July 24, 2020 Top Story

Fifth Circuit Adopts "Look Through" Test for Arbitration Awards

Circuit split grows over jurisdiction for post-arbitral relief claims

By Katherine G. Vazquez

A plaintiff sought post-arbitral relief in federal court. The district court concluded that it had federal question jurisdiction and, on appeal, in Quezada v. Bechtel OG & C Construction Services, Inc., the Fifth Circuit joined the First, Second, and Fourth Circuits in adopting the “look through” test for petitions to confirm, vacate, or modify arbitration awards. By contrast, the Third, Seventh, Ninth, and D.C. Circuits have rejected the “look through” test. While state court post-arbitral relief is available, the strategy for practitioners looking to preserve federal question jurisdiction varies by circuit court.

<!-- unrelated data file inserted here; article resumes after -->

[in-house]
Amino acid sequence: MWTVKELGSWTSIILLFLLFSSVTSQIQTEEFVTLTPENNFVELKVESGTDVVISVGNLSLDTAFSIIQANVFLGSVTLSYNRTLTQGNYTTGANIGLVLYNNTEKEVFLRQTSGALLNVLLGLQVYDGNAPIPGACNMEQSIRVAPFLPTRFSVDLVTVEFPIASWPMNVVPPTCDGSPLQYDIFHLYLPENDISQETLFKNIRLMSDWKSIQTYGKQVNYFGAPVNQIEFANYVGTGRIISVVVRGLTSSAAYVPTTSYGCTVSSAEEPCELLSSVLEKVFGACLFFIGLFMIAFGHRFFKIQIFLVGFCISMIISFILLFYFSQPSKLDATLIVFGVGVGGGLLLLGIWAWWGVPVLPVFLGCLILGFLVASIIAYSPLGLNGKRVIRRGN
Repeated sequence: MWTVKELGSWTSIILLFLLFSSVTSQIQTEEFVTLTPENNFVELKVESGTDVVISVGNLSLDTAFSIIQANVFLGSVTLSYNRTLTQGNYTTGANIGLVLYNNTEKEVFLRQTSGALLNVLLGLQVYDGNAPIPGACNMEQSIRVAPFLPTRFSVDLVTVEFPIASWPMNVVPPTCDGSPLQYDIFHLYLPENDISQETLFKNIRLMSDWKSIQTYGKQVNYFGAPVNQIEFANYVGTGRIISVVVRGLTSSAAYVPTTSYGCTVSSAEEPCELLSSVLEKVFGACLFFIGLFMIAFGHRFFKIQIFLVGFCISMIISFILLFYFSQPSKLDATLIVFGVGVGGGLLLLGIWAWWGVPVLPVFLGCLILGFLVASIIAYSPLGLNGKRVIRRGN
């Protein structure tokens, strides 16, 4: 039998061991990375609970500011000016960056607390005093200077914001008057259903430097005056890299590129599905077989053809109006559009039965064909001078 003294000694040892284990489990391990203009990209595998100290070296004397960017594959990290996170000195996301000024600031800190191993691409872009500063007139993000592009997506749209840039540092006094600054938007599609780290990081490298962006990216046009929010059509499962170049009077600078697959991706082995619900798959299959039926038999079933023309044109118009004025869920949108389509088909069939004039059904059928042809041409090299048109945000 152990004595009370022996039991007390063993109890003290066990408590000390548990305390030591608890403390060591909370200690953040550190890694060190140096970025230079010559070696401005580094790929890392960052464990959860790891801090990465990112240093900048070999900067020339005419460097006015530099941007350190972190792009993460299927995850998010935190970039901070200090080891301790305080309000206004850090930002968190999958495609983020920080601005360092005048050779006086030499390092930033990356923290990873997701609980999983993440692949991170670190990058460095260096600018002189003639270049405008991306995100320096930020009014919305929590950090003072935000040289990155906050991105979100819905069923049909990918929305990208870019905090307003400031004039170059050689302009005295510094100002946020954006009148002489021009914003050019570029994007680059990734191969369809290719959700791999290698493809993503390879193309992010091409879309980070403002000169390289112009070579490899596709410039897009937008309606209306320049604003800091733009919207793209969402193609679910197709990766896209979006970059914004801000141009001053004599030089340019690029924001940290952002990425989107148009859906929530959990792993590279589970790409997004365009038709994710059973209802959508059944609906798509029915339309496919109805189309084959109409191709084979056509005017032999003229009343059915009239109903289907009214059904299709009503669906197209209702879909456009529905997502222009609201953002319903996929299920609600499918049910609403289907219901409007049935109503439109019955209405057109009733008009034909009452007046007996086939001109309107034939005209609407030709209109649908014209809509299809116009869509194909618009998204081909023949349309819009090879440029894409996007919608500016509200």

The "look through" test allows a federal court to determine if the underlying issue of the arbitration is federal

The "look through" test allows a federal court to determine if the underlying issue of the arbitration is federal

Credit: SIphotography | iStockphoto by Getty Images

The Fifth’s Circuit Decision

As required by an employment contract, an employee and employer jointly submitted an employment dispute to the American Arbitration Association. The employee claimed that the employer engaged in discrimination, failure to accommodate, and retaliation in violation of the Americans with Disabilities Act. The arbitrator issued a final award for the employee.

The employer sought modification of the award in the U.S. District Court for the Southern District of Texas. The employee moved to confirm the award. The district court held that it had subject matter jurisdiction over the action since the action arose under federal law. The court then denied the employer’s motion, and a timely appeal followed.

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